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Recommended reading for Front End Developers

Here's some reading recommendations for my fellow FEDs - books I've discovered, read, and re-read of late and the favourites that have contributed most to my work in the recent year.

Five Simple Steps pocket guide series

Various Authors/Five Simple Steps/2013

Now I could go on and on and on and on about these, but I won't do it here. The Five Simple Steps pocket guides are a great set of short but sweet eBooks written by some awesome authors on a variety of topics including accessibility, HTML, CSS, typography, content strategy and research. As the tagline says you can "Learn a lot from a little book" and I recommend buying the entire set right now!

A Book Apart series

Various Authors/A Book Apart/2010-2013

Another great series of books (these ones slightly longer) - the A Book Apart series comes from the guys from A List Apart, a blog that I follow quite regularly. Again I won't go into too much detail as there are a lot of books in this series, but my favourites were Designing for Emotion, Mobile First, Design is a Job and the most recent - SASS for Web Designers.

100 Things Every Designer Needs to Know About People

Susan Weinschenk/Peachpit/2011

Dipping in and out of this book has been fun and addictive and I'm still not finished! The tips that Susan Weinschenk gives brim with her experience and original research, lending credibility to issues that you didn't even consider before reading them here! I'm personally really intrigued with the psychological aspects of design and usability and this book excels in explaining many aspects of user behaviour and gives essential tips on how to design for these considerations.

Web Form Design Filling in the Blanks

Luke Wroblewski/Rosenfeld Media/2008

An entire book on form design?? YES. If you step back and think about it for a second, forms are pretty much the most important thing on the web, and Luke Wroblewski covers everything you need and more to help create the most usable, interactive and semantically coded forms. His research is second to none on this subject and I took away so much from this book to implement into my own projects.

The Modern Web

Peter Gasston/No Starch Press/2013

I'd wanted a copy of this book since very shortly after seeing Peter Gasston speak at Canvas Conf in 2012, but just not had chance to delve into it fully until the middle of this year. I'm glad I did! Peter is so thorough in taking you on a little journey into the newer parts of the HTML & CSS specs and pretty much advises you on how to create a website or web app from the ground up, considering everything you'd ever need to in order to get going on an awesome project for your modern web users.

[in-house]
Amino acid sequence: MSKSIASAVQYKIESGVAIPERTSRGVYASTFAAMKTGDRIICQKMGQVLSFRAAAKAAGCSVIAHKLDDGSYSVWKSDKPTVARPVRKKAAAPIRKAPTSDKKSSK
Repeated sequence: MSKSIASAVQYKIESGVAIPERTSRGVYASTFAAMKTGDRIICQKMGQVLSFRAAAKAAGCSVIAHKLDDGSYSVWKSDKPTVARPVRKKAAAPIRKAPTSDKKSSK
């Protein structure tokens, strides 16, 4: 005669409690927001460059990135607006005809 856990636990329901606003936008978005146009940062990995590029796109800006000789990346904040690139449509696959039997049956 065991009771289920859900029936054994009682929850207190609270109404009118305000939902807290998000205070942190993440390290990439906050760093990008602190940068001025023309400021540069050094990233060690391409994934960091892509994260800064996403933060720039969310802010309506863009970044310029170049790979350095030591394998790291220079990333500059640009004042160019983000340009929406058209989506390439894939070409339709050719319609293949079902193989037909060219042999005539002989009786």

Hardboiled Web Design

Andy Clarke/Five Simple Steps/2010

Another amazing book that covers everything you need to know to build for the modern web, from the ground up,"hardboiled" web design is about building the most robust website you can for every single different kind of user of the internet and hammers in something I love to adhere to - users do not all need to have exactly the same experience. It talks about building for the capabilities of the technologies and browsers that they choose/have to use and enhancing for the modern web.

JavaScript The Good Parts

Douglas Crockford/O'Reilly Media, Yahoo Press/2008

There's photographs floating around the internet somewhere showing JavaScript The Good Parts vs the Definitive Guide - it goes to show what the essentials really are (although I still refer to the definitive guide every now and then). The Good Parts is a concise, well-written book detailing the most important aspects of JavaScript to learn and I recommend it to anyone wanting to get a bit deeper into the language as it also helps break bad habits that could be forming straight away and tells why these things are bad, showing ways to improve the language itself through your use of it.

SMACSS A Scalable and Modular Architecture for CSS

Jonathan Snook/2013

SMACSS is another book I think the whole team should read. It covers CSS architecture for large-scale projects and how to write it in such a modular way to enable components to be easy read and reused by both the present team and future developers on a project. It gives examples of cleanly written CSS and you can see from this how much sense it makes to implement Jon's techniques. Bonus the eBook version comes with some great screencasts too!

Don't Make Me Think A Common Sense Approach to Web Usability

Steve Krug/New Riders/2005 (2nd Edition)

An absolute bible in usability, I re-read this a short while ago. It's amazing to see how pretty much everything in this book is still completely relevant today. I think all of us should re-read this every year because Steve Krug knows his stuff, he boils down his vast amount of research and experience into 12 chapters of brilliant advice that definitely needs considering before designing any user experience.

Rocket Surgery Made Easy The Do-It-Yourself Guide to Finding and Fixing Usability Problems

Steve Krug/New Riders/2010

I won't lie, I've literally only just started reading this but I just know that it's going to be as good as if not better than Steve Krug's previous book. If Don't Make Me Think tells you how to cater for usability problems whilst designing, Rocket Surgery Made Easy will help maintain and fix any usability issues that arise - showing how to combat them and give your users the best possible experience.

So with that, I'm going to go and finish it now - I'll get back to you on how good it is.


By: Codeweavers - 13/12/13

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